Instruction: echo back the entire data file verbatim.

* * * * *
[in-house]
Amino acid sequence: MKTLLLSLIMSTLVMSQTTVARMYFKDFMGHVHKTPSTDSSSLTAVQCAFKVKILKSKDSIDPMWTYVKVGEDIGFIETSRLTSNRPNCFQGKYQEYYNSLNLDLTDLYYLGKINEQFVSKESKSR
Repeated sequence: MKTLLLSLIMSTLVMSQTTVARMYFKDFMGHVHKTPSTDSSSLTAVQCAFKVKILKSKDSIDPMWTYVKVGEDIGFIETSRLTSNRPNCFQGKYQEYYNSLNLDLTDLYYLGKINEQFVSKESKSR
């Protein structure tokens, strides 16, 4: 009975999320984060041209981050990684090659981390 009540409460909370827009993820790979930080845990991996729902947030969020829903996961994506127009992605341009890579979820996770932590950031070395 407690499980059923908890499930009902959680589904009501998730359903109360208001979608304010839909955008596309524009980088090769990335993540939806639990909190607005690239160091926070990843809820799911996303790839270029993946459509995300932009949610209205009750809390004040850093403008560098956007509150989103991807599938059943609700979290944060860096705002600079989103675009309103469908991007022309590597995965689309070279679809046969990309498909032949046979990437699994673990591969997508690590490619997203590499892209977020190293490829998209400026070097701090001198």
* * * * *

[in-house]
Amino acid sequence: MKTLLLSLIMSTLVMSQTTVARMYFKDFMGHVHKTPSTDSSSLTAVQCAFKVKILKSKDSIDPMWTYVKVGEDIGFIETSRLTSNRPNCFQGKYQEYYNSLNLDLTDLYYLGKINEQFVSKESKSR
Repeated sequence: MKTLLLSLIMSTLVMSQTTVARMYFKDFMGHVHKTPSTDSSSLTAVQCAFKVKILKSKDSIDPMWTYVKVGEDIGFIETSRLTSNRPNCFQGKYQEYYNSLNLDLTDLYYLGKINEQFVSKESKSR
């Protein structure tokens, strides 16, 4: 009975999320984060041209981050990684090659981390 009540409460909370827009993820790979930080845990991996729902947030969020829903996961994506127009992605341009890579979820996770932590950031070395 407690499980059923908890499930009902959680589904009501998730359903109360208001979608304010839909955008596309524009980088090769990335993540939806639990909190607005690239160091926070990843809820799911996303790839270029993946459509995300932009949610209205009750809390004040850093403008560098956007509150989103991807599938059943609700979290944060860096705002600079989103675009309103469908991007022309590597995965689309070279679809046969990309498909032949046979990437699994673990591969997508690590490619997203590499892209977020190293490829998209400026070097701090001198």